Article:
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Full Online Book HomeAuthor Honore De BalzacPage 35
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The Danger Of Being Too Innocent The Danger Of Being Too Innocent

The Danger Of Being Too Innocent
The Lord of Montcontour was a brave soldier of Tours, who in honour of the battle gained by the Duke of Anjou, afterwards our right glorious king, caused to be built at Vouvray the castle thus named, for he had borne himself most bravely in that affair he overcame the greatest of heretics, and from that was authorised to take the name. Now this said captain had two sons, good Catholics, of whom the eldest was in favour at court. After the peace, which was concluded before the stratagem arranged for St Bartholomew's Day, the good man returned to his... Short Stories - Post by : Planning_Guy - Date : October 2009 - Author : Honore De Balzac - Read : 853

The False Courtesan The False Courtesan

The False Courtesan
That which certain people do not know, is a the truth concerning the decease of the Duke of Orleans, brother of King Charles VI., a death which proceeded from a great number of causes, one of which will be the subject of this narrative. This prince was for certain the most lecherous of all the royal race of Monseigneur St. Louis (who was in his life time King of France), without even putting on one side some of the most debauched of this fine family, which was so concordant with the vices and especial qualities of our brave and pleasure- seeking... Short Stories - Post by : missopie - Date : October 2009 - Author : Honore De Balzac - Read : 1387

How The Chateau D'azay Came To Be Built How The Chateau D'azay Came To Be Built

How The Chateau D'azay Came To Be Built
Jehan, son of Simon Fourniez, called Simonnin, a citizen of Tours-- originally of the village of Moulinot, near to Beaune, whence, in imitation of certain persons, he took the name when he became steward to Louis the Eleventh--had to fly one day into Languedoc with his wife, having fallen into great disgrace, and left his son Jacques penniless in Touraine. This youth, who possessed nothing in the world except his good looks, his sword, and spurs, but whom worn-out old men would have considered very well off, had in his head a firm intention to save his father, and make his... Short Stories - Post by : plinks - Date : October 2009 - Author : Honore De Balzac - Read : 863

The Merry Tattle Of The Nuns Of Poissy The Merry Tattle Of The Nuns Of Poissy

The Merry Tattle Of The Nuns Of Poissy
The Abbey of Poissy has been rendered famous by old authors as a place of pleasure the misconduct of the nuns first began, and whence proceeded so many good stories calculated to make laymen laugh at the expense of our holy religion. The said abbey by this means became fertile in proverbs, which none of the clever folks of our day understand, although they sift and chew them in order to digest them.If you ask one of them what the /olives of Poissy/ are, they will answer you gravely that it is a periphrase relating to truffles, and that the... Short Stories - Post by : adamb - Date : October 2009 - Author : Honore De Balzac - Read : 3621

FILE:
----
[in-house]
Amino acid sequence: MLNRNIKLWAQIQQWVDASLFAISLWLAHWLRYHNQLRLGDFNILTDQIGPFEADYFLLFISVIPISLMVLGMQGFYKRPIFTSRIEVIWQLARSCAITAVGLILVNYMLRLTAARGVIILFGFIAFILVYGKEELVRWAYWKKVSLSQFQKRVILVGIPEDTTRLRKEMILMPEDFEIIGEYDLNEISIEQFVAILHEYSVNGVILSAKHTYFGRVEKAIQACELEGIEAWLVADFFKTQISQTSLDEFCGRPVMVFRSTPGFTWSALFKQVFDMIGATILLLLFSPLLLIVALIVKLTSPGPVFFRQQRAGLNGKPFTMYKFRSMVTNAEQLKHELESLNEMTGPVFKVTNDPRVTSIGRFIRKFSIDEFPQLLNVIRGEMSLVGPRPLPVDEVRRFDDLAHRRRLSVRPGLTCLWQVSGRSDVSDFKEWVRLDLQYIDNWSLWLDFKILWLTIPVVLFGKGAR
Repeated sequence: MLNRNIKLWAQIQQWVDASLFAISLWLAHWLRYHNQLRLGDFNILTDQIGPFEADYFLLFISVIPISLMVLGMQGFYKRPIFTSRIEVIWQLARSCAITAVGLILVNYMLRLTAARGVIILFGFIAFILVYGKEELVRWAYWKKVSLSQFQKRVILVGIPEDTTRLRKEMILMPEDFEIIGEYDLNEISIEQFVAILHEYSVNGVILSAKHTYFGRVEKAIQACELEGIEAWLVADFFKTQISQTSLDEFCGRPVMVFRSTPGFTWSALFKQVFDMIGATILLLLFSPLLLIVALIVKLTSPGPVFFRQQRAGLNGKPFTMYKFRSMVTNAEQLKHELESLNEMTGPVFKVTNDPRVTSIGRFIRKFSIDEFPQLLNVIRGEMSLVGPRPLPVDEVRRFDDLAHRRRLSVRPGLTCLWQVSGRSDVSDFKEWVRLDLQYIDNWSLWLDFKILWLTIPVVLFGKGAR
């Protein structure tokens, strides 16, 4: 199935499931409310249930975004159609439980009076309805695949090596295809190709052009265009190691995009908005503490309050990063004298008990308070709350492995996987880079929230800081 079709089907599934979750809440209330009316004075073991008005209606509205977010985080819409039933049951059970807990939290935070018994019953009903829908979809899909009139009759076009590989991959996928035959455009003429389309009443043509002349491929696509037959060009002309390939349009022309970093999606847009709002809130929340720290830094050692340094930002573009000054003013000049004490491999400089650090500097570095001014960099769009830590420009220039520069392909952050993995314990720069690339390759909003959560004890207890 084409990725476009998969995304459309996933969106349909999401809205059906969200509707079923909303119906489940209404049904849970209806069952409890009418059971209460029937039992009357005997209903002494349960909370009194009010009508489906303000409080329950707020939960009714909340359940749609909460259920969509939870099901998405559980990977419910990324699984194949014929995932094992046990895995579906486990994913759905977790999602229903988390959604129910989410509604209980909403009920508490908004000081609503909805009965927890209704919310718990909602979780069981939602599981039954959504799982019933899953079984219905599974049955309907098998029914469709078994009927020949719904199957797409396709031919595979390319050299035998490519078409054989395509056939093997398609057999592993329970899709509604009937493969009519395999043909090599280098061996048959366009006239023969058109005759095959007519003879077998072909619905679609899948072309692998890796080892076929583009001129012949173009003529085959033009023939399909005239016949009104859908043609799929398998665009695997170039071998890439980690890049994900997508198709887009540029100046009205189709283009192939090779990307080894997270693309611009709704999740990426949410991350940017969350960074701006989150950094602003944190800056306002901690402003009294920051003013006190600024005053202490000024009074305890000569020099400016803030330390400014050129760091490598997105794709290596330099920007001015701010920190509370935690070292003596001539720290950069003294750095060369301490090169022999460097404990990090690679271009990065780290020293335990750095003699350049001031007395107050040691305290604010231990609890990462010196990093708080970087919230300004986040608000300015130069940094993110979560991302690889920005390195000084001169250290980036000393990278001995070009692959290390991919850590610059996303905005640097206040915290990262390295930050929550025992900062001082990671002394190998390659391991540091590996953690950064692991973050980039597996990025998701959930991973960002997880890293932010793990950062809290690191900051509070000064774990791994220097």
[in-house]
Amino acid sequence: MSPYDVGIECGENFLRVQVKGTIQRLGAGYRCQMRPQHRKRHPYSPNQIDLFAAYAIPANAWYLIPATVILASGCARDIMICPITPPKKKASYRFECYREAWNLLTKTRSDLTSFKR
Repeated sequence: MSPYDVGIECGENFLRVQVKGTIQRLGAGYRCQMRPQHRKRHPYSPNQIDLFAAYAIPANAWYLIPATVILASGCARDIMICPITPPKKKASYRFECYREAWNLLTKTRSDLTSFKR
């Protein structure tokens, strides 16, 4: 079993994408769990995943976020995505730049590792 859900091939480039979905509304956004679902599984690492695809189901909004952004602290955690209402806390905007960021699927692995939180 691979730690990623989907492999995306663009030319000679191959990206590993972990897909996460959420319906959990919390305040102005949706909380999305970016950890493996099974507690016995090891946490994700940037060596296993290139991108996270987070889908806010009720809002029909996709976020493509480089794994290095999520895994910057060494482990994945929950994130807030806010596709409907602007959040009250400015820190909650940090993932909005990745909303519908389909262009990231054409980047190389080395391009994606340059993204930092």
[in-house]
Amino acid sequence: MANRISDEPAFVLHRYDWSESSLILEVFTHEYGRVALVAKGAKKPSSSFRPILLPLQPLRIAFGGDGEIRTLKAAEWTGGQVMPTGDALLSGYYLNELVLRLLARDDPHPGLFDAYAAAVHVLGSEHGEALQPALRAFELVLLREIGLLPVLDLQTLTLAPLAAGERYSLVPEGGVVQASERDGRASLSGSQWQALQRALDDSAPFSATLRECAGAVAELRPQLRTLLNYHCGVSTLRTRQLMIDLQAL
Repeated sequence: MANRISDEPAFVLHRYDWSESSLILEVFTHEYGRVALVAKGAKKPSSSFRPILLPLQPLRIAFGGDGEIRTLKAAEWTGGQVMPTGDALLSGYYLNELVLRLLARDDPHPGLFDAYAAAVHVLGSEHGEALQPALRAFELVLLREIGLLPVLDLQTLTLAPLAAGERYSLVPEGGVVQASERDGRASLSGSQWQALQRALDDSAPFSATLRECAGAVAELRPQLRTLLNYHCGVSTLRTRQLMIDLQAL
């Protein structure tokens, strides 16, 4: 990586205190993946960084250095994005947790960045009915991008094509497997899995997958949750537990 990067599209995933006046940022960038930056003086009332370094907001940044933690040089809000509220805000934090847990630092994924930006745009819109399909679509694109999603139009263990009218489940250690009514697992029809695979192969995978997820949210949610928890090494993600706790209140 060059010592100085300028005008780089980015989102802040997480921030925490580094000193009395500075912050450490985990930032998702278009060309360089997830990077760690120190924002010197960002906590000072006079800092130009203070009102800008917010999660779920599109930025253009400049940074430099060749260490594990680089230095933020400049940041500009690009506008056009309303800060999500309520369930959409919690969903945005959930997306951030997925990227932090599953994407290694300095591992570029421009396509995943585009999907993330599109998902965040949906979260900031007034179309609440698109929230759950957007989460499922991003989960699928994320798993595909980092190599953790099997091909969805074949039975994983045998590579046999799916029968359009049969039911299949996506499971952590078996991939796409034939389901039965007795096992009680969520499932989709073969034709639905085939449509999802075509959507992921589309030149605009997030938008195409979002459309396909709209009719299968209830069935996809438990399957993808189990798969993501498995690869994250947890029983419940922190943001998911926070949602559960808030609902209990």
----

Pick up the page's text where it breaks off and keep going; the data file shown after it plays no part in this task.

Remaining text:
The Continence Of King Francis The First The Continence Of King Francis The First

The Continence Of King Francis The First
Every one knows through what adventure King Francis, the first of that name, was taken like a silly bird and led into the town of Madrid, in Spain. There the Emperor Charles V. kept him carefully locked up, like an article of great value, in one of his castles, in the which our defunct sire, of immortal memory, soon became listless and weary, seeing that he loved the open air, and his little comforts, and no more understood being shut up in a cage than a cat would folding up lace. He fell into moods of such strange melancholy that his... Short Stories - Post by : John_Glube - Date : October 2009 - Author : Honore De Balzac - Read : 3673

The Three Clerks Of St. Nicholas The Three Clerks Of St. Nicholas

The Three Clerks Of St. Nicholas
The /Inn of the Three Barbels/ was formerly at Tours, the best place in the town for sumptuous fare; and the landlord, reputed the best of cooks, went to prepare wedding breakfasts as far as Chatelherault, Loches, Vendome, and Blois. This said man, an old fox, perfect in his business, never lighted lamps in the day time, knew how to skin a flint, charged for wool, leather, and feathers, had an eye to everything, did not easily let anyone pay with chaff instead of coin, and for a penny less than his account would have affronted even a prince. For the... Short Stories - Post by : jetnetbiz - Date : October 2009 - Author : Honore De Balzac - Read : 2918

The Reproach The Reproach

The Reproach
The fair laundress of Portillon-les-Tours, of whom a droll saying has already been given in this book, was a girl blessed with as much cunning as if she had stolen that of six priests and three women at least. She did not want for sweethearts, and had so many that one would have compared them, seeing them around her, to bees swarming of an evening towards their hive. An old silk dyer, who lived in the Rue St. Montfumier, and there possessed a house of scandalous magnificence, coming from his place at La Grenadiere, situated on the fair borders of St.... Short Stories - Post by : 1stpromotions - Date : October 2009 - Author : Honore De Balzac - Read : 3373

The Vicar Of Azay-le-rideau The Vicar Of Azay-le-rideau

The Vicar Of Azay-le-rideau
In those days the priests no longer took any woman in legitimate marriage, but kept good mistresses as pretty as they could get; which custom has since been interdicted by the council, as everyone knows, because, indeed, it was not pleasant that the private confessions of people should be retold to a wench who would laugh at them, besides the other secret doctrines, ecclesiastical arrangements, and speculations which are part and parcel of the politics of the Church of Rome. The last priest in our country who theologically kept a woman in his parsonage, regaling her with his scholastic love, was... Short Stories - Post by : Panky - Date : October 2009 - Author : Honore De Balzac - Read : 1848